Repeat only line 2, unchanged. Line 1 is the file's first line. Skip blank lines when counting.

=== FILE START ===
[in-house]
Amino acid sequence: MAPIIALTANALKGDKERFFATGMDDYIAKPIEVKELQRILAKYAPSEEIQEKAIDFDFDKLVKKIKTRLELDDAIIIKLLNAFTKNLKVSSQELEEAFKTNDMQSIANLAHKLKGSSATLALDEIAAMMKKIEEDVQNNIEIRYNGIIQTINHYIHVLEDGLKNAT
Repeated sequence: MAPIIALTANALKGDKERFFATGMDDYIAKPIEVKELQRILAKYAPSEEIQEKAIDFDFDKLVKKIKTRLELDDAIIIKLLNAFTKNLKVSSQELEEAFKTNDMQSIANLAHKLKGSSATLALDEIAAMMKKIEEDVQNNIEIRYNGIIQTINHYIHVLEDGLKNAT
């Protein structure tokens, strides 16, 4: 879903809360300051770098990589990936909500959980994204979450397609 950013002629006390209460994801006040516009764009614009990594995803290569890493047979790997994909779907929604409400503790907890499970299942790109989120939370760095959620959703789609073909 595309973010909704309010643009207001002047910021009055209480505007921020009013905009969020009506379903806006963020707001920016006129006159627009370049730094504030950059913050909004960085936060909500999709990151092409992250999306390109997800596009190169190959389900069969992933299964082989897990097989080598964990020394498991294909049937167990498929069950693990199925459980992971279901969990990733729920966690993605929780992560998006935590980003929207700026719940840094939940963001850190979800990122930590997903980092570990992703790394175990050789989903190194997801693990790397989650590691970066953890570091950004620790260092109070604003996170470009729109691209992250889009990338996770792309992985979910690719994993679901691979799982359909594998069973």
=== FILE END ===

Amino acid sequence: MAPIIALTANALKGDKERFFATGMDDYIAKPIEVKELQRILAKYAPSEEIQEKAIDFDFDKLVKKIKTRLELDDAIIIKLLNAFTKNLKVSSQELEEAFKTNDMQSIANLAHKLKGSSATLALDEIAAMMKKIEEDVQNNIEIRYNGIIQTINHYIHVLEDGLKNAT